MNI: RBA's Lowe Calls For Monetary And Fiscal Alignment
During his last official speech, RBA Governor Philip Lowe has called for greater coordination between monetary and fiscal policy.
The outgoing Reserve Bank of Australia Governor Philip Lowe has called for greater coordination between monetary and fiscal policy, noting better outcomes were possible if the two were well-aligned
Speaking at an industry lunch Thursday in Sydney, Lowe noted monetary policy was a powerful, yet limited, instrument. “In principle, fiscal policy could provide a stronger helping hand, although this would require some rethinking of the existing policy architecture,” he noted. “In particular, it would require making some fiscal instruments more nimble, strengthening the semi-automatic stabilisers and giving an independent body limited control over some fiscal instruments. Moving in this direction is not straightforward, but some innovative thinking could help us get to a better place.”
During his tenor, Lowe noted monetary and fiscal policy had worked closely together at times. "At other times, it would be an exaggeration to say this was the case," he said, adding the coordination was most effective during the pandemic. "During that period, fiscal policy was nimble and the political constraints on its use for stabilisation purposes faded away. And we saw just how powerful it can be when the government and RBA work very closely together. There are some broader lessons here and I was disappointed that the recent RBA Review did not explore them in more depth."
MNI reported this week calls by a former RBA board member for greater coordination between fiscal, monetary and macroprudential policy. (See MNI INTERVIEW: RBA Needs Prudential Tools, More Fiscal Sight)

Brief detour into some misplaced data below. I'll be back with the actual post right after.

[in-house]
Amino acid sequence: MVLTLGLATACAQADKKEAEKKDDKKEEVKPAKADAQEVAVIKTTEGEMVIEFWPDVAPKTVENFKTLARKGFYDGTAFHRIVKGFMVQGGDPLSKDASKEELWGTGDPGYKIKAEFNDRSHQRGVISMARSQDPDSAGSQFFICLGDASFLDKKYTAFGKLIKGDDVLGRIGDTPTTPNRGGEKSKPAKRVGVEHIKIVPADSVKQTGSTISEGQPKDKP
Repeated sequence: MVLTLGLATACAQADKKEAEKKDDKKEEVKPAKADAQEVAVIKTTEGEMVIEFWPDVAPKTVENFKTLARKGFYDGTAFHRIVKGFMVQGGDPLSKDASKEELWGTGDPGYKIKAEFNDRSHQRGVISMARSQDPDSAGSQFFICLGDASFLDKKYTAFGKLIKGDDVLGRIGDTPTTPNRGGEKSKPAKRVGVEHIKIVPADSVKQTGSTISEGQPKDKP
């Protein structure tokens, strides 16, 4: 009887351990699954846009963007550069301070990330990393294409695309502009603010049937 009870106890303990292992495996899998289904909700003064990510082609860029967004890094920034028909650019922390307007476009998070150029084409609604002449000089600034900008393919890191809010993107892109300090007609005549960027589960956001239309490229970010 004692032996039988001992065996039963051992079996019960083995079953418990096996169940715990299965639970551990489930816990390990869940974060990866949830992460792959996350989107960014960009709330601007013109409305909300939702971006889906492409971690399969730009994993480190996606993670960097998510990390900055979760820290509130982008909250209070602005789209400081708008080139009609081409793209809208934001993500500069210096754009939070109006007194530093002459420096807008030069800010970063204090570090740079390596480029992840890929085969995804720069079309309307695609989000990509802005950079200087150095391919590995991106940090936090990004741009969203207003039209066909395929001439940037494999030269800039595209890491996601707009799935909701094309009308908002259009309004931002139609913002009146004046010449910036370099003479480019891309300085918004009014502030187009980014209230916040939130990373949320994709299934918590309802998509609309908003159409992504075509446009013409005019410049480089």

Lowe also called for a lift in productivity and pointed to the link between monetary policy, credit and asset prices. "It is worth recalling that prior to the pandemic, economic cycles were increasingly being driven by developments on the financial side of the economy – that is, by swings in credit and asset prices," he said. "My view has long been that central banks shouldn’t target credit growth or asset prices, but neither can they ignore them. Interest rates directly influence how much people want to borrow and the value of assets. This means that central banks can’t wash our hands of what is happening on the financial side and we need to work closely with the prudential authorities to contain the build-up of financial and macroeconomic risk."
The RBA Review called for the central bank and Australian Prudential Regulatory Authority to formalise cooperation arrangements on financial stability policy. Lowe in July revealed the Reserve would sign a new memorandum of understanding with the Council of Financial Regulators and APRA, but details were not disclosed (See MNI: RBA's Macroprudential Change Seen Impacting Rates).
The RBA will begin implementing the review’s recommendations next year, led by incoming Governor Michele Bullock.